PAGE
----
Pros and Cons of Wood Pellet Stoves

Reader Contribution by Vicki Mattern
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We are thinking about getting a wood pellet stove to heat our home. What are the advantages and disadvantages of wood pellet stoves? 

“For someone committed to using a renewable energy source and who is away from home for many hours at a time, a pellet stove can be a good choice,” says John Gulland, MOTHER EARTH NEWS contributing editor and wood heat expert.

A wood pellet stove burns processed wood — the logs have been debarked, ground, dried and then compressed into small pellets. (Some stoves can also burn pellets made from other biofuels.) Pellets generally are more economical than heating oil, propane or electricity, and like traditional wood, they are renewable. Compared with a log-burning woodstove, a pellet stove is easier to tend, says Gary Richardson, owner of Open Hearth, a stove retailer in Kalispell, Mont. You fill the hopper in the morning and get heat for 16 hours or more before you need to reload the stove. The pellets burn cleanly and efficiently. They’re also more compact and thus easier to store than logs, requiring just 80 cubic feet per ton versus 128 cubic feet for a cord of firewood, which produces about the same amount of heat.

Because pellets are made from processed wood, however, they are usually more expensive than firewood — but pellet pricing can be competitive for people who live in or near large urban areas where natural firewood can be very expensive. Fluctuations of conventional energy prices can also have a big impact on pellet prices because pellets have higher energy input than natural firewood, Gulland says. According to Richardson, you can currently expect to pay about $200 to $250 for a ton of quality pellets, which provides roughly the same amount of heat as a $125 to $200 cord of wood. If you’re able to cut and split your own wood, the cost difference will be much greater, of course. When figuring the total cost of operation, investigate the cost and availability of the pellets sold in your area as well as the annual cost of electricity needed to operate the stove.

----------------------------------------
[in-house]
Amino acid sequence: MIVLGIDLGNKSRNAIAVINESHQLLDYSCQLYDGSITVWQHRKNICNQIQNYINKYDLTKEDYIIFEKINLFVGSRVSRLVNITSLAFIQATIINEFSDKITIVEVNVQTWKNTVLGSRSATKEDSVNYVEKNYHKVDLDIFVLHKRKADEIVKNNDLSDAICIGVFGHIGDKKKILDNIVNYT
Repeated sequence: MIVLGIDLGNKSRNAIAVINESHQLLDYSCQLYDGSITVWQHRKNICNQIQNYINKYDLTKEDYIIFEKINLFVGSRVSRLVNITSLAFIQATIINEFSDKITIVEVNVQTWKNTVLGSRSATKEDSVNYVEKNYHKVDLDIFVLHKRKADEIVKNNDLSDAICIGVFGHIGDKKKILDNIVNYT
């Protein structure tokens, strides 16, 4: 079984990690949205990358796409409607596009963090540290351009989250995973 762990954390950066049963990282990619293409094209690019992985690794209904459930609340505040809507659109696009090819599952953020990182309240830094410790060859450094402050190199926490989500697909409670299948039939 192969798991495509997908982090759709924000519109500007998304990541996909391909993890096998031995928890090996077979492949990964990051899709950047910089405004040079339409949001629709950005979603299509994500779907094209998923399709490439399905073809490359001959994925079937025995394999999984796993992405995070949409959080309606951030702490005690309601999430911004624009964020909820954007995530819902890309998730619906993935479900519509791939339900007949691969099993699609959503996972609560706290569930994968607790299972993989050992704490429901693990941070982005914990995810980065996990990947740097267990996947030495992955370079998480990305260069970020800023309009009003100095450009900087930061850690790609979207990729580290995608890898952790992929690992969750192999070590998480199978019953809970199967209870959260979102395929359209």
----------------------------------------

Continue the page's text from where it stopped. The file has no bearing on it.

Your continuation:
Pellets are sold in 40-pound bags, which can be difficult to manage. Another downside of wood pellet stoves is that they require electricity to feed pellets into the stove and to run fans to emit warm air, so if you get your energy from the grid, you won’t have heat if you lose power. Some models can be fitted with battery backups, says Richardson, but the batteries only run for about eight hours.

If you decide to go with a wood pellet stove, look for a specialist — a dealer who has been in business for a long time and who understands the product, not a mass merchandiser, Gulland says. “A new owner needs coaching — not just about the best stove to buy, but also about its care and feeding.” When shopping, consider how much heat you’ll need. A standard 40,000-Btu pellet stove can comfortably heat a well-insulated, 2,000-square-foot home, even in the coldest regions. Smaller homes or homes in warmer regions can be heated with stoves that produce fewer Btu. Ask how the unit should be cleaned and maintained. Depending on the stove model, quality of pellets, outside temperature and other factors, you can expect to have to empty ashes as often as once a week or as rarely as once every five weeks.

For more information on buying a woodstove, read How to Choose the Right Woodstove.

— Vicki Mattern, Contributing Editor 

Above: Pellets burn cleanly and are easier to store than logs. 

Illustration Courtesy of American Energy System 

Vicki Mattern is a contributing editor for MOTHER EARTH NEWS magazine, book editor and freelance magazine writer. She has edited or co-authored seven books on gardening, and lives and works from her home in northwestern Montana. You can find Vicki on .

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